Moon‘s game play is a blend of exploration and first-person combat. This exploration doesn’t amount to much, though. You’ll explore rooms to find ways to unlock doors to more rooms. You’ll fight enemies along the way, working toward a boss. You’ll blast a multitude of floating robo-orbs out of the air, enough so that you’ll grow tired of seeing them. Occasionally you’ll come across some kind of panel or item that advances the story, and then you’ll push on to the next room, and the next boss. Unfortunately, this is a rinse, lather, repeat situation, all the way until the end, with little variety offered in terms of game play.
Boss fights to break up the room romping. While not necessarily imaginative, they’re all pretty fun to take on, save for one particularly challenging one. Finishing off bosses and levels usually leads to new weapons. Again, these weapons aren’t as imaginative as you’d like, but they get the job done. You’ll start out with a pea shooter with unlimited ammo, but you’ll move into things like a cannon, a super-powered pistol and even a sniper rifle. Sure, you’ll be knocking out the same enemies over and over, but at least you’ll have different weapons to kill them with.
There is one boss battle that suffers from poor design. At the end of a stage where you’ve already grown tired of, you’ll have to fight… you guessed it, another floating robo-orb. This one is super powered, and he sometimes retreats to a locked area mid-battle. You’ll have to rush to send out your RAD to unlock the area he hides in. Oh, and did I mention that the boss heals himself in there? While the other bosses were simple FPS style fun, this one was unnecessarily difficult and overpowered. It took me thirteen tries to beat this boss on normal. It wasn’t a deal-breaker for me, but I could totally see how another might cast the game aside after that many failed battles.
Compared to Dementium: The Ward, the save system is better. But it’s still not great. There are enemy-free save rooms you can re-visit to save your progress. That’s appreciated. What is not appreciated is the frequent and ill-placed auto-save spots. The worst instance comes along in a timed race in the LOLA vehicle. Mid-way through the race, regardless of how well you’re doing, the game auto-saves. The problem here is that you cannot go back to a pre-race period, and there’s only one save space. I had 17 seconds to reach a goal point that was unreachable at that time, and after too many unsuccessful attempts, six levels in I was forced to delete my save file and restart the game.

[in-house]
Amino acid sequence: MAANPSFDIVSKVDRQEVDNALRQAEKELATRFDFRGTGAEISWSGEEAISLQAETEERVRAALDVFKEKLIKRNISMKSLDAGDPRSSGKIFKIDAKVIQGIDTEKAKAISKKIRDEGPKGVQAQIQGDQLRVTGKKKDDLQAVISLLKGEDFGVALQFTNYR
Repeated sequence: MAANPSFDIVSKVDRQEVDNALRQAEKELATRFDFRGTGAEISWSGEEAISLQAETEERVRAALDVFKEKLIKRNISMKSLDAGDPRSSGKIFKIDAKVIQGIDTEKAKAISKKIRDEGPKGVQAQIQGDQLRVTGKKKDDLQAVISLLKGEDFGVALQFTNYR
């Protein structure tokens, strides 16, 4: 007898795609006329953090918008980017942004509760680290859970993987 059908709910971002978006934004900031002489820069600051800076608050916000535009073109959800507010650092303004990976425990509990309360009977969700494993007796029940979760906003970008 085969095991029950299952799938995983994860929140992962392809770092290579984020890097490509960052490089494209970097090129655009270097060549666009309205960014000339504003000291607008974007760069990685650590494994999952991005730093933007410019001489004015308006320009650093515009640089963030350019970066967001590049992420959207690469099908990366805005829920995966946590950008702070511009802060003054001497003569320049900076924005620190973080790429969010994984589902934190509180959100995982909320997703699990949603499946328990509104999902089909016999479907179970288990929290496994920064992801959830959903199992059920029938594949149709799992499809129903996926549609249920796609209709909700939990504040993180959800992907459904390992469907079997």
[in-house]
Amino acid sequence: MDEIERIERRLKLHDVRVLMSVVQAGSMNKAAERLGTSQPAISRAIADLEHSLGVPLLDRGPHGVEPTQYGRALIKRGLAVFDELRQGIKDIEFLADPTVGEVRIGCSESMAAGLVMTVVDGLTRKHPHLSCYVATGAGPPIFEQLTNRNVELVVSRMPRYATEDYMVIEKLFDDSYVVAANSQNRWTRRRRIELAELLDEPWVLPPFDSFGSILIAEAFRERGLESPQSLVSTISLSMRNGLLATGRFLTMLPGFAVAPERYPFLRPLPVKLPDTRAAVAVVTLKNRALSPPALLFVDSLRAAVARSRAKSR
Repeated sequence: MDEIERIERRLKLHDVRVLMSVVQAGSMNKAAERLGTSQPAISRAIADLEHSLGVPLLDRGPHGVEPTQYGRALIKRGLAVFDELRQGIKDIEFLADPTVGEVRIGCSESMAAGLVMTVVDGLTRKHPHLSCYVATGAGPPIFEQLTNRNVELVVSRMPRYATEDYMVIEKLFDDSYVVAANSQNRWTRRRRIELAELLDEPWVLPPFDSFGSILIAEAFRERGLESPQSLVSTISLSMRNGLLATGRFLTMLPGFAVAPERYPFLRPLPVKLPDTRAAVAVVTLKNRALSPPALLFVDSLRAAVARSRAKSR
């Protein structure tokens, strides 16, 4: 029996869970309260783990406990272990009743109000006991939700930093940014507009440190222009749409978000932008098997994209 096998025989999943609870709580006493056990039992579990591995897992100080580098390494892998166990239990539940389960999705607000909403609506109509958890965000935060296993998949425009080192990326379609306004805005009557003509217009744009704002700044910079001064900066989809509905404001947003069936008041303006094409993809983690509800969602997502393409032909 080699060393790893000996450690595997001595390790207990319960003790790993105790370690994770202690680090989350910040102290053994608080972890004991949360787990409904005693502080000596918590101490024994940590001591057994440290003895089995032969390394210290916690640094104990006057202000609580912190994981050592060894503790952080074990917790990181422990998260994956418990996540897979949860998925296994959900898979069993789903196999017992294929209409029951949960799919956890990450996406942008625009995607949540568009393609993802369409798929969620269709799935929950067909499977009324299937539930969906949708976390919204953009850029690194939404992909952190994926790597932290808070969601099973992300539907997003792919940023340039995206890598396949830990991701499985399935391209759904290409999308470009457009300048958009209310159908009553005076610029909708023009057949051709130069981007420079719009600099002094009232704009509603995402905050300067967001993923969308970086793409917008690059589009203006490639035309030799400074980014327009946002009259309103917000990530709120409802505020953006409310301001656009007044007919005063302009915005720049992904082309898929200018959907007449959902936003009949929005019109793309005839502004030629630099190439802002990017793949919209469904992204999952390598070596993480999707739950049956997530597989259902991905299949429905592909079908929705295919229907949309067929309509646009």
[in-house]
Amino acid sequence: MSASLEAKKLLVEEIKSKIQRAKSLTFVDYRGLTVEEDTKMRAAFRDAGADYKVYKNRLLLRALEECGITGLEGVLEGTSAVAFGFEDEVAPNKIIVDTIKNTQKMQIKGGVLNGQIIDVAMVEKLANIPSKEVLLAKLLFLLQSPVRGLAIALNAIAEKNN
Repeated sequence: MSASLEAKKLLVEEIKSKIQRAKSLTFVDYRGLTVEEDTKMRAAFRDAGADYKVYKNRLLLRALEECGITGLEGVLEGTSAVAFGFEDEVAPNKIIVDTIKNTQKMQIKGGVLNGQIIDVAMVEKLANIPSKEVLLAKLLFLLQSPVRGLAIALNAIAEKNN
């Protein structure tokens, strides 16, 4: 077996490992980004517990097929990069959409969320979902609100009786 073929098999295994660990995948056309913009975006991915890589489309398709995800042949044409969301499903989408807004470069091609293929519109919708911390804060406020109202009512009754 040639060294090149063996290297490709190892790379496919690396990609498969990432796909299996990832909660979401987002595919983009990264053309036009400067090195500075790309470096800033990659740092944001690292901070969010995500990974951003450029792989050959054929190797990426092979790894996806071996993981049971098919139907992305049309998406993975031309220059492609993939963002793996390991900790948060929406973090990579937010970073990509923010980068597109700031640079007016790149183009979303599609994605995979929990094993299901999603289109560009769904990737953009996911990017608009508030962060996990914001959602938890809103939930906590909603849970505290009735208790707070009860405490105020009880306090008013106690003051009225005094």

Finally, the music is annoying at best, and sometimes unbearable. One song that you’ll hear in boss battles sounds to me like a symphony of broken electric razors clanging together. Another mood song is a weird series of beeps that sounds like it’s being sped up and slowed down in a child’s toy electronic keyboard. Unfortunately this song breaks the mood instead of setting it. In other songs it sounds like the composer was looking to use grating noises to raise tensions, but all it manages to do is raise questions at how this passed as suitable music.
Despite some moments that made me want to fling my DS to… well, the moon, Renegade Kid’s latest is a fine game. It seems to lack a bit of polish and charm, the game does become a bit repetitive, and there’s some flaws in the game design in some areas, but the experience was still fun overall. Moon won’t win any awards for its story, either. But the spot-on control, slick interface, and impossibly smooth FPS play on this little portable game system should be commended. The end of the game seems to hint at another visit to the Moon. We’ll definitely be looking forward to that.